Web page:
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Balance sheets after the EMU : an assessment of the redenomination risk

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  • Cédric Durand

    (Université Paris 13)

  • Sébastien Villemot

    (Observatoire français des conjonctures économiques)

Abstract

The probability of a partial or complete break-up of the euro has risen over the last years. Such an event could create a balance sheet problem for economic agents, if the redenomination process introduced significant currency mismatches between the asset and liability sides. We propose a new assessment of this redenomination risk, by country and by main institutional sector, for two scenarios: a single country exit and a complete break-up. Our main conclusion is that, even though the problem has to be taken seriously, its order of magnitude should not be exaggerated. Only a few sectors are at significant risk: public debts of Greece and Portugal, financial sectors of Greece, Ireland and Luxembourg. In particular, the balance sheet exposure of the non-financial private sector to the redenomination risk appears to be limited.

Suggested Citation

  • Cédric Durand & Sébastien Villemot, 2018. "Balance sheets after the EMU : an assessment of the redenomination risk," Sciences Po publications info:hdl:2441/2bjp23jrbs9, Sciences Po.
  • Handle: RePEc:spo:wpmain:info:hdl:2441/2bjp23jrbs9kordke7ja90v1oq
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    References listed on IDEAS

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    1. Gelos, R. Gaston & Sahay, Ratna & Sandleris, Guido, 2011. "Sovereign borrowing by developing countries: What determines market access?," Journal of International Economics, Elsevier, vol. 83(2), pages 243-254, March.
    2. Se-Eun Jeong & Jacques Mazier & Jamel Saadaoui, 2010. "Exchange Rate Misalignments at World and European Levels: a FEER Approach," International Economics, CEPII research center, issue 121, pages 25-58.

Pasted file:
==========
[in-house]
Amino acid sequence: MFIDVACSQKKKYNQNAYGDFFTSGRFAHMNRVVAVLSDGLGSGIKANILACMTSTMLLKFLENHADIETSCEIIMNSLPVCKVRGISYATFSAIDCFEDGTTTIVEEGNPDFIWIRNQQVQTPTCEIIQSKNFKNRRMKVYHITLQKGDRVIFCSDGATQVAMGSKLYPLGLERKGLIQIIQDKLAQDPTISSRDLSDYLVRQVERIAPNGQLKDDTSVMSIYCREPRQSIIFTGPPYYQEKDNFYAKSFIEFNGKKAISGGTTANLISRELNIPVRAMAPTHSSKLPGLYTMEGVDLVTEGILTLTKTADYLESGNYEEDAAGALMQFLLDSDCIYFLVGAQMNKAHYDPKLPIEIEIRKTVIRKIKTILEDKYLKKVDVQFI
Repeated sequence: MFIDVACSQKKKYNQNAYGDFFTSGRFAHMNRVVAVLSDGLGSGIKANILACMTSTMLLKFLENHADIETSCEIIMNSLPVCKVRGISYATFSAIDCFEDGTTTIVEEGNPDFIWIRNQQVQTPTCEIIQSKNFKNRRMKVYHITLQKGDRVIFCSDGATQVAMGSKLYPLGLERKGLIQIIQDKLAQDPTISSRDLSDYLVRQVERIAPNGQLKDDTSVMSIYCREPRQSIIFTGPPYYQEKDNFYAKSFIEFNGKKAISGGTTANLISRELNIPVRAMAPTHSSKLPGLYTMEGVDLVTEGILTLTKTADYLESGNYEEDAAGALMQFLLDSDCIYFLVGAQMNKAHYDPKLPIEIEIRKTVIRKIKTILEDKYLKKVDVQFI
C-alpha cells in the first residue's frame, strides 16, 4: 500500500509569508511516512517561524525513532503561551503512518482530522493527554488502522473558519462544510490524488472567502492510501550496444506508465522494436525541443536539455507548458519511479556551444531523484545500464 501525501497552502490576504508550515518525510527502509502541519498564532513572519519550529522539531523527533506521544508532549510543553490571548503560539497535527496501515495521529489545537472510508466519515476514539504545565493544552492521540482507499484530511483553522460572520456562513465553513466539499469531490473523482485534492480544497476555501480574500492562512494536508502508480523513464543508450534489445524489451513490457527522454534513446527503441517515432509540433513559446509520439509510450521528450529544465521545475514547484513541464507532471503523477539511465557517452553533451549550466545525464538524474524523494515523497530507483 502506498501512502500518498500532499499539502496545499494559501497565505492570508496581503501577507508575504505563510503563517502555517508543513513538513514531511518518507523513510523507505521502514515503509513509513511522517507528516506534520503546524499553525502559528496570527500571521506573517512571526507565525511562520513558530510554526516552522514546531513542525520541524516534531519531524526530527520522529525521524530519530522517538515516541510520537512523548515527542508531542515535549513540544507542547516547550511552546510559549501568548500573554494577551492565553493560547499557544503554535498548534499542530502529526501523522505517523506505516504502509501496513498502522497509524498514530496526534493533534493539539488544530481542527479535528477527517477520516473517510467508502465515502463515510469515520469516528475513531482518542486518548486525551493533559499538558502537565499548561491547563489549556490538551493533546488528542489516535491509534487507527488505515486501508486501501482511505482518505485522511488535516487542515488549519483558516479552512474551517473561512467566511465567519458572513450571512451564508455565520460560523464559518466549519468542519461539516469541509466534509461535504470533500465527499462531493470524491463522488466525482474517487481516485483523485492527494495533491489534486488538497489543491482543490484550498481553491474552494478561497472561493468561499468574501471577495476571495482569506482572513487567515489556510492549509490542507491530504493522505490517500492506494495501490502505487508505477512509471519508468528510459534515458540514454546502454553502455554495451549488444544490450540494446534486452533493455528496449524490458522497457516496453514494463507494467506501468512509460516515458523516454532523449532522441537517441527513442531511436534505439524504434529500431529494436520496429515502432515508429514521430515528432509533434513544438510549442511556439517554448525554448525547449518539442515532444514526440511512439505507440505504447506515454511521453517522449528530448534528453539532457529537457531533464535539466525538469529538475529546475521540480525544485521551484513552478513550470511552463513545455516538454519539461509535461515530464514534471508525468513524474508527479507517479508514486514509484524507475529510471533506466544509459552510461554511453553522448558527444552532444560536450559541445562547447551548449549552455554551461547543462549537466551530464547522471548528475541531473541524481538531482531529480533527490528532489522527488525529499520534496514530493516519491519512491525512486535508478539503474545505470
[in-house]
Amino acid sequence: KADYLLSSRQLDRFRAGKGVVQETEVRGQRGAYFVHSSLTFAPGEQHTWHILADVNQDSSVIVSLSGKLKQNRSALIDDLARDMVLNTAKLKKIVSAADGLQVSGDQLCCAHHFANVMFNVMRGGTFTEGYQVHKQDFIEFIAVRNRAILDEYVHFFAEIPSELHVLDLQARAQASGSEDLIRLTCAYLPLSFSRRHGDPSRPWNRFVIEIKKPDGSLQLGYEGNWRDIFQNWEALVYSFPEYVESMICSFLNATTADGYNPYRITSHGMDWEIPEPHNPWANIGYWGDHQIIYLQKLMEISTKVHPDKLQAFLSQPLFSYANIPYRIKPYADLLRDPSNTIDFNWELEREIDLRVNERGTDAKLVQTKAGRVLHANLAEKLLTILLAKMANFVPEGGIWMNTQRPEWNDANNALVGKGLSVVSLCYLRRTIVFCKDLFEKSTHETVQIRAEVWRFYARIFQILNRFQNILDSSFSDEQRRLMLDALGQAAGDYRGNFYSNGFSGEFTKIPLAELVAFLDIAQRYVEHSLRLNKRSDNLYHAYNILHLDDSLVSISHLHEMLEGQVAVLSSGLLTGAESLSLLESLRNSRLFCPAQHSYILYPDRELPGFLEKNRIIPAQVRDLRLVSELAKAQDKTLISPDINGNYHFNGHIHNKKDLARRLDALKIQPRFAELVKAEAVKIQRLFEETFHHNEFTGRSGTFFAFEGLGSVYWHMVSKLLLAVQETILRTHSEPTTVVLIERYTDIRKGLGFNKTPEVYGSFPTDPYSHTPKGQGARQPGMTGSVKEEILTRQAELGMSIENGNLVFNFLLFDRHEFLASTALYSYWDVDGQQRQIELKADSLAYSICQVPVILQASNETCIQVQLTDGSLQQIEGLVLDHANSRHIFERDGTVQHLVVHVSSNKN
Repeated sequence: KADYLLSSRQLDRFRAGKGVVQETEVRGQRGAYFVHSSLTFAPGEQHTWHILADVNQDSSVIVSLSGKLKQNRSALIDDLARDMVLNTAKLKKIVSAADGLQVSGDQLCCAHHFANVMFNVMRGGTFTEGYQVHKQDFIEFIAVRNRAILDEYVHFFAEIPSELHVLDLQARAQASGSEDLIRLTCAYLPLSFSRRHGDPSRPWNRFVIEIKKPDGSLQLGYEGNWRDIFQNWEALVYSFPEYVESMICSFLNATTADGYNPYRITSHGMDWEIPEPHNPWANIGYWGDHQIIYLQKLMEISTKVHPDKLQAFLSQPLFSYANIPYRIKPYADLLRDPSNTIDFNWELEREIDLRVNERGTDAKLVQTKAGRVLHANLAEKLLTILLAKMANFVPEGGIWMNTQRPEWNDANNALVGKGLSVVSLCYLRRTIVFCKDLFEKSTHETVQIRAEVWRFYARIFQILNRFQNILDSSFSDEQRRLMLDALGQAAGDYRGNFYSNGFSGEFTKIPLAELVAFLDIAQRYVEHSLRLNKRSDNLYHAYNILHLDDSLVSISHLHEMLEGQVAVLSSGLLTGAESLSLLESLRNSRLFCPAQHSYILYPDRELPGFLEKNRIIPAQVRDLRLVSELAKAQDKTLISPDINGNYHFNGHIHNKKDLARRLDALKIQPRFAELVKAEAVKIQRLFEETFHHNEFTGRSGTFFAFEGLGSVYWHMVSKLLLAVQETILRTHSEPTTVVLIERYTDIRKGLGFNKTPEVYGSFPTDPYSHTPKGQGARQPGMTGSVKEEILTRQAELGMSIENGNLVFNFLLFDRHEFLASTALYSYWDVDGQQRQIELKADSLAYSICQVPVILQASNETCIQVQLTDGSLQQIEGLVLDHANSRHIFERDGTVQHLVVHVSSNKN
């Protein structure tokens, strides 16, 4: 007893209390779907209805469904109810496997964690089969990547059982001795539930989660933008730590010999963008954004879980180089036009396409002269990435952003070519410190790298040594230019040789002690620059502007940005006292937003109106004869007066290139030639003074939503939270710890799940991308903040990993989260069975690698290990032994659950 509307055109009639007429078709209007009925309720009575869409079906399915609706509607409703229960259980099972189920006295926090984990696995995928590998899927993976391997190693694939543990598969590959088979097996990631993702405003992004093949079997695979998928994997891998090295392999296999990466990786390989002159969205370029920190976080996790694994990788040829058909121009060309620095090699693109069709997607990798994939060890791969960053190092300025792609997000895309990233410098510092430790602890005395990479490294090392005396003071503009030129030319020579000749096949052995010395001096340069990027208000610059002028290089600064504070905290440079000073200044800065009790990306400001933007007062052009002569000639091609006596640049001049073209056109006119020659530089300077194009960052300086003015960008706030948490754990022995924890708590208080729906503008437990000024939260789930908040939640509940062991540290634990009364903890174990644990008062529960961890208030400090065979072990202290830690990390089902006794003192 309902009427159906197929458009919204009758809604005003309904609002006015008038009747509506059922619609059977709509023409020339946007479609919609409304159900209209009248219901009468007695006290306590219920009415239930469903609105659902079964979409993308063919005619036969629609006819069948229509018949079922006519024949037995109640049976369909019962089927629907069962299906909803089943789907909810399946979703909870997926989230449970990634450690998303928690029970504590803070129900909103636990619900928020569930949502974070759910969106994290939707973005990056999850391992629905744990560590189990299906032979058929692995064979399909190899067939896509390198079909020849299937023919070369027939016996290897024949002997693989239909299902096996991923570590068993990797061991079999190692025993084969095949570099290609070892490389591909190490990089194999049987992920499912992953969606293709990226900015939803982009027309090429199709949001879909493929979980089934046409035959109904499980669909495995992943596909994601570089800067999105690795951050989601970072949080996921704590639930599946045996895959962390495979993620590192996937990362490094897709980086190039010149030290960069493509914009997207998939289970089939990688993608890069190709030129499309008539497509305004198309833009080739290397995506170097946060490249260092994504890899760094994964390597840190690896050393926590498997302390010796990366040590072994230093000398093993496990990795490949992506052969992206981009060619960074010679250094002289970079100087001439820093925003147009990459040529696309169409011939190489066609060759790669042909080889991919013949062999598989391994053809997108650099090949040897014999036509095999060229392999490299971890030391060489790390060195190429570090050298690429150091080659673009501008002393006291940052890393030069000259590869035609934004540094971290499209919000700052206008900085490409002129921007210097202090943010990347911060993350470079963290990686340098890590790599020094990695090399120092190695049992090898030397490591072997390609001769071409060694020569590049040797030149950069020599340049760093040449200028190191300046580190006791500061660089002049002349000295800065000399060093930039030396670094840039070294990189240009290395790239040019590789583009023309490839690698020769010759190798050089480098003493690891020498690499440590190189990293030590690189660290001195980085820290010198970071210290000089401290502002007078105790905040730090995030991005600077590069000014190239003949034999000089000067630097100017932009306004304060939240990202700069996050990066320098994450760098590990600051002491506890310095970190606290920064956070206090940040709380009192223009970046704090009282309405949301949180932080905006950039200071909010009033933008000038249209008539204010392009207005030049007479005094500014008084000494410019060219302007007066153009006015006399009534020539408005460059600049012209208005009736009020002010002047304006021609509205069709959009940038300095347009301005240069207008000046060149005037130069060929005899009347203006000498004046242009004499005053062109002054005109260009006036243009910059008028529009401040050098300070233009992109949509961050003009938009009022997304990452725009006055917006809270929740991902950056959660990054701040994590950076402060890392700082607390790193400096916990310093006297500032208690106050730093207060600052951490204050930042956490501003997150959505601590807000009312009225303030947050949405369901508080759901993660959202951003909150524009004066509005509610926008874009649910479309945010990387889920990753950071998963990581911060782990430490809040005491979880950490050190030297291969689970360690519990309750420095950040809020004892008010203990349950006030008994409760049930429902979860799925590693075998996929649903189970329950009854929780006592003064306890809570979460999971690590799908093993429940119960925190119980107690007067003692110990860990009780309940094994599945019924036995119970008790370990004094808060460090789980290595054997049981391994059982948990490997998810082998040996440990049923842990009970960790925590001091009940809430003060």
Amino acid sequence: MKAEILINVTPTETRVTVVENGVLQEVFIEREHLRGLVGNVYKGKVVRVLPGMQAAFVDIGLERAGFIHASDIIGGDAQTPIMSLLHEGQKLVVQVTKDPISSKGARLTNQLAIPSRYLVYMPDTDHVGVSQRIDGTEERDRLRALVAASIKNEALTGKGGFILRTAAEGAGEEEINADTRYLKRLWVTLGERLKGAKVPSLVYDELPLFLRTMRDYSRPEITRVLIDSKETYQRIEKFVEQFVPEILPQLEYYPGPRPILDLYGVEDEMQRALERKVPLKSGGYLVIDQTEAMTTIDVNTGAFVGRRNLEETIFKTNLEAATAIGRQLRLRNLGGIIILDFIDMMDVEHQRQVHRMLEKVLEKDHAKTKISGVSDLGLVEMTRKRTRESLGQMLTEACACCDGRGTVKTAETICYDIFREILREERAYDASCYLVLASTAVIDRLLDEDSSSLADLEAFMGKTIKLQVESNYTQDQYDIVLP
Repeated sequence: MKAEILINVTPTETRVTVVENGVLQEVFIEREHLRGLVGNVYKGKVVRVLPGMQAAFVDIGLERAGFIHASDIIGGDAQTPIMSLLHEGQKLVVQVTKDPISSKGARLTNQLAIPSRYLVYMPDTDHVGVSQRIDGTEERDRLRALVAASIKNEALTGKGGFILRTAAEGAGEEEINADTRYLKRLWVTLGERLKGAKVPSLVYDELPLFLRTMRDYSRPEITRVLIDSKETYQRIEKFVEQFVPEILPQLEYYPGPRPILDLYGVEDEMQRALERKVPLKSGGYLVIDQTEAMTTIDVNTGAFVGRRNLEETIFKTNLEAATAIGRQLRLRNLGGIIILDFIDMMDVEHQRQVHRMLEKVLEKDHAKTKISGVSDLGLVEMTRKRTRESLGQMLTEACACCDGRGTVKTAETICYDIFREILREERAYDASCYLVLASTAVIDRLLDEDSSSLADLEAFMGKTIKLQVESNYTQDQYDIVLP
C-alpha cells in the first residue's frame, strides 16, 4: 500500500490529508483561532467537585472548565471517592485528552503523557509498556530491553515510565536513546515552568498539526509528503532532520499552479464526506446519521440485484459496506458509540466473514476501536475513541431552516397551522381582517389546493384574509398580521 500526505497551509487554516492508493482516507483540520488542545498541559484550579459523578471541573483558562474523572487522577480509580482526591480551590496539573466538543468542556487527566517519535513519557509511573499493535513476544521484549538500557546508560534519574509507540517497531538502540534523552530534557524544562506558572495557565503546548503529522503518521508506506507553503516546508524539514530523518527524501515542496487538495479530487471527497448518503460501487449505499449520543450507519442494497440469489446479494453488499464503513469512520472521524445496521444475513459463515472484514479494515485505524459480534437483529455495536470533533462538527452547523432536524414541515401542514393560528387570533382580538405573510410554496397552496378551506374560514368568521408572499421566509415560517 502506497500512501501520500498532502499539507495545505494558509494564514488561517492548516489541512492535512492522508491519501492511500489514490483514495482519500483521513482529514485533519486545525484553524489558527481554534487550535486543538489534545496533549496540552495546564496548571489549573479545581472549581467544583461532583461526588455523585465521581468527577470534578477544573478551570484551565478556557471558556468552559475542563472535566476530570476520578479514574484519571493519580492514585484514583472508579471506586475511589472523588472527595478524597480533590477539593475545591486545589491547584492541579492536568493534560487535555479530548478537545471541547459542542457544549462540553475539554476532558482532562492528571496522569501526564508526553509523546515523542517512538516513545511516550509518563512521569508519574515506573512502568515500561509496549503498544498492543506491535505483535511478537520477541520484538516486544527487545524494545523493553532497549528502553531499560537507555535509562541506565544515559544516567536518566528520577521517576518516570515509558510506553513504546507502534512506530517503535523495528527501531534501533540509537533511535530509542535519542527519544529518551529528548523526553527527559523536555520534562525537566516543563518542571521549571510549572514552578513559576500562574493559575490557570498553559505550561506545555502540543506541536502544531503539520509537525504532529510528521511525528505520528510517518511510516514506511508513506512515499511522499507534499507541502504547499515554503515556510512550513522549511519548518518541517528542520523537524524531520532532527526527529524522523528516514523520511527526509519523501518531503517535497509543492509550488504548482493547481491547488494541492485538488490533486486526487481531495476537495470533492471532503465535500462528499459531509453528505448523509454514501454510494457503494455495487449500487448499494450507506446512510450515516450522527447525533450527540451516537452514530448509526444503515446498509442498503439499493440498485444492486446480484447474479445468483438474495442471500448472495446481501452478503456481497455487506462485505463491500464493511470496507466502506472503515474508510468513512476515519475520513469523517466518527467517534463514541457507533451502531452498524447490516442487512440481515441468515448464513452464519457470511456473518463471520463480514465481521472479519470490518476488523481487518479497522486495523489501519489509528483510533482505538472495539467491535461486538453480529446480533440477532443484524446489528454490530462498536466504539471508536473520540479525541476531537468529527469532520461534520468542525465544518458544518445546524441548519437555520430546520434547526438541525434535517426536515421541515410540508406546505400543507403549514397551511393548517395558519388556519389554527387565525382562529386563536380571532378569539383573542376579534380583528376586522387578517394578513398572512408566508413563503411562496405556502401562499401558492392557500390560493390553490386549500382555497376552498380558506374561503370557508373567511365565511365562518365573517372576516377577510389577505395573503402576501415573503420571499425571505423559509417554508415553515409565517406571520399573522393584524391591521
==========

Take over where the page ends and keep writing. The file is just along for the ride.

3. Stephen Cecchetti & Robert McCauley & Patrick McGuire, 2012. "Interpreting TARGET2 balances," BIS Working Papers 393, Bank for International Settlements.
    4. Towbin, Pascal & Weber, Sebastian, 2013. "Limits of floating exchange rates: The role of foreign currency debt and import structure," Journal of Development Economics, Elsevier, vol. 101(C), pages 179-194.
    5. Hoyt Bleakley & Kevin Cowan, 2008. "Corporate Dollar Debt and Depreciations: Much Ado About Nothing?," The Review of Economics and Statistics, MIT Press, vol. 90(4), pages 612-626, November.
    6. Whittaker, John, 2011. "Eurosystem debts, Greece, and the role of banknotes," MPRA Paper 38406, University Library of Munich, Germany.
    7. Branimir Gruic & Philip Wooldridge, 2012. "Enhancements to the BIS debt securities statistics," BIS Quarterly Review, Bank for International Settlements, December.
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    Cited by:

    1. repec:eee:ecmode:v:64:y:2017:i:c:p:524-538 is not listed on IDEAS
    2. Sergio Cesaratto, 2017. "The nature of the eurocrisis. A reply to Febrero, Uxò and Bermejo," Department of Economics University of Siena 752, Department of Economics, University of Siena.
    3. repec:ces:ifodic:v:16:y:2018:i:3:p:50000000003758 is not listed on IDEAS
    4. Sergio Cesaratto, 2017. "Beyond the traditional monetary circuit: endogenous money, finance and the theory of long-period effective demand," Department of Economics University of Siena 757, Department of Economics, University of Siena.
    5. repec:ces:ifodic:v:16:y:2018:i:03:p:31-34 is not listed on IDEAS

    More about this item

    Keywords

    Financial aspects of economic integration;

    JEL classification:

    • F36 - International Economics - - International Finance - - - Financial Aspects of Economic Integration

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